From education to employment

How can businesses use apprenticeships as a workforce planning tool?

Nichola Hay

UK CEOs are optimistic about the global economy, but concerns arise about the future of UK businesses. The article emphasises using apprenticeship programs to bridge skills gaps, boost staff retention, and enhance workforce planning for long-term resilience and growth.

According to the latest Global CEO Survey from PwC, the majority of UK CEO’s (61%) expect the global economy to strengthen over the next 12 months, a huge improvement on last year’s results, in which just 21% expressed the same sentiment.

Despite this positive outlook on the global economy, there is a marked shift in perspective when it comes to the future of UK business. In fact, in another study from Fidelity, one-fifth of UK chief executives believe their businesses will not be economically viable in the next ten years due to factors such as rapidly rising operational costs and a lack of clarity on interest rates.

In addition to the above, a key area of concern for company leaders is the so-called ‘war for talent’, which continues to impact UK businesses, with research suggesting that around 75% are facing talent shortages – a challenge which has considerable impact on an organisations’ growth.

To face these economic headwinds, companies must prepare new strategies for building business resilience and creating opportunities for growth. To achieve this, it is crucial to plan for and maintain a highly skilled and productive workforce to support the organisation through economic uncertainties.

Business leaders often underestimate the role that apprenticeship programmes can play as a workforce planning tool, and question whether apprenticeships are worth their time and money. However, when successfully integrated into day-to-day business operations, apprenticeships could lead to several opportunities for economic growth.

Tailoring an apprenticeship programme to your business needs

When incorporating apprenticeship programmes into your company, there are a few matters to bear in mind. Before beginning this process, business and HR leaders must work together to gather all relevant data on the current state of the workforce.

This will help business leaders identify any skills gaps in their current operation, pinpointing areas where action is needed to act as a guide for future benchmarking purposes.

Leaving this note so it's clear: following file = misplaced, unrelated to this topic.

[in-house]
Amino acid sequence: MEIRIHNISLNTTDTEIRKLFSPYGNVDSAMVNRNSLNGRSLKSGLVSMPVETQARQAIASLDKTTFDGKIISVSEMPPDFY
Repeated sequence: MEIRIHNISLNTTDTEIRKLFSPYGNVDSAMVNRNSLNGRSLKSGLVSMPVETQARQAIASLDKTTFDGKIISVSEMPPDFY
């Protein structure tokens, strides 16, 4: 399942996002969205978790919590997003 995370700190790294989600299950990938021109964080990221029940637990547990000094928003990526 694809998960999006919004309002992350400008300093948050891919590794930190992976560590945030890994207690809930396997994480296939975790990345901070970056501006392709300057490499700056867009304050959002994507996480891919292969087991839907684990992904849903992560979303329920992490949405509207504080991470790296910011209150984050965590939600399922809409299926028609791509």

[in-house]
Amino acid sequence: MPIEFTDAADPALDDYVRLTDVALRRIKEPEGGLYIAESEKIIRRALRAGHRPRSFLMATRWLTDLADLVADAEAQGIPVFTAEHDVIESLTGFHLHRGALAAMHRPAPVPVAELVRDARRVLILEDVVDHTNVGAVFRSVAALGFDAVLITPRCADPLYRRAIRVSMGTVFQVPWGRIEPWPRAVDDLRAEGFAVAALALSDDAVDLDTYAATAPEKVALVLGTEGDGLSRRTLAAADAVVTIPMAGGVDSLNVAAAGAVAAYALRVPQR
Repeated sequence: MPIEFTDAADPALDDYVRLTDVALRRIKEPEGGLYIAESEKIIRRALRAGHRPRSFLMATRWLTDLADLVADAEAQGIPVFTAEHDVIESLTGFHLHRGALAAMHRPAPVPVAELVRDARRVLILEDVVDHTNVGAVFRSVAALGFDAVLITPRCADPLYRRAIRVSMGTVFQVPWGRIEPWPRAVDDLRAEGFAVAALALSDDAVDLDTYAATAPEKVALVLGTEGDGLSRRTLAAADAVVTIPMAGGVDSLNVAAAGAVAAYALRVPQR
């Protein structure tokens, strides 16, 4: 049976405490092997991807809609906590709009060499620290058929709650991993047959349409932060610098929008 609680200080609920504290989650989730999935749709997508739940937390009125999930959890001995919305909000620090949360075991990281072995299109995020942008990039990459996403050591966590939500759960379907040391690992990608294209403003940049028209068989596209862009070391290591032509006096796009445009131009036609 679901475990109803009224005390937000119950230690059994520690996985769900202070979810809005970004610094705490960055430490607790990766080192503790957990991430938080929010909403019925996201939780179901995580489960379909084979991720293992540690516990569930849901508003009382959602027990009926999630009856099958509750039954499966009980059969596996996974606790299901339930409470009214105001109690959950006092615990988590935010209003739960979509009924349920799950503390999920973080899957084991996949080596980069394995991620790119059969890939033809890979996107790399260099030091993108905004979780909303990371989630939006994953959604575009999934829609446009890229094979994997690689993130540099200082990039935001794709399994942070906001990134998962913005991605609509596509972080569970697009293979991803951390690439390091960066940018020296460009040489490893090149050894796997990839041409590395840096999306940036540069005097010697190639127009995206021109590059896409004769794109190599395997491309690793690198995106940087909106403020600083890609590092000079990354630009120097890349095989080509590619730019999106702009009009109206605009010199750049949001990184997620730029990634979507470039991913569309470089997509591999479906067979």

For SMEs in particular – many of whom may not have the financial capacity for an entire L&D department – finding the right training provider to help design the most effective apprenticeship programme is essential. These experts can help identify where support is most needed in the business and design a cost-effective programme best suited to address this concern.

The challenge of bridging critical skills gaps

Finding the right talent and filling skills gaps in the workforce, especially in emerging areas such as green skills where there’s a lack of relevant experience in the talent market, is expected to continue challenging employers.

This will also pose an additional threat to staff retention rates as, due to the ongoing cost-of-living crisis and labour shortages, employees may seek to negotiate pay increases or, worse, move to other roles at competitor organisations.

As such, employers will need to look at ways to upskill their employees, so that they can have a more resilient workforce.

The true value of apprenticeship programmes

Many business leaders often assume that apprenticeships are exclusively for school and college leavers. However, it is important to note that apprenticeships are for all ages and skill levels, and can be used for professional development, upskilling the current workforce, and attracting new and diverse talent.

For example, if you have identified a potential gap in your current workforce, such as a lack of suitable staff in middle management, then implementing the right apprenticeship programme means you are able to retrain junior staff for promotion into those missing positions.

This eliminates the process of having to search for talent externally in a tricky labour market, and the possibility of settling for someone less skilled than desired. As such, using apprenticeships as a workforce planning tool unlocks the current workforce’s true potential, while simultaneously improving employee morale.

Boosting staff retention

In addition to helping address recruitment issues, the right apprenticeship programme can also help prevent any potential loss of staff within the current workforce, which often hinders successful workforce planning.

For example, offering tailored training and development opportunities can demonstrate the business’ commitment towards the personal development of its employees, encouraging them to remain and grow within the business.

Additionally, sharing the stories of candidates who have successfully completed apprenticeships as case studies can be a useful marketing tool to help with an external recruitment drive.

Final thoughts

It’s important to acknowledge that apprenticeships should not be regarded as a ‘silver bullet’ for all business needs, however they can certainly provide an excellent solution to many critical problems, especially when it comes to identifying gaps in an existing workforce and bringing new talent into the business.

A well-developed programme tailored to company and employee priorities is an effective method of ensuring your organisation is in a position to establish long-term resilience and deliver on its business goals in the long run.

By Nichola Hay, Director of Apprenticeship Strategy and Policy at BPP

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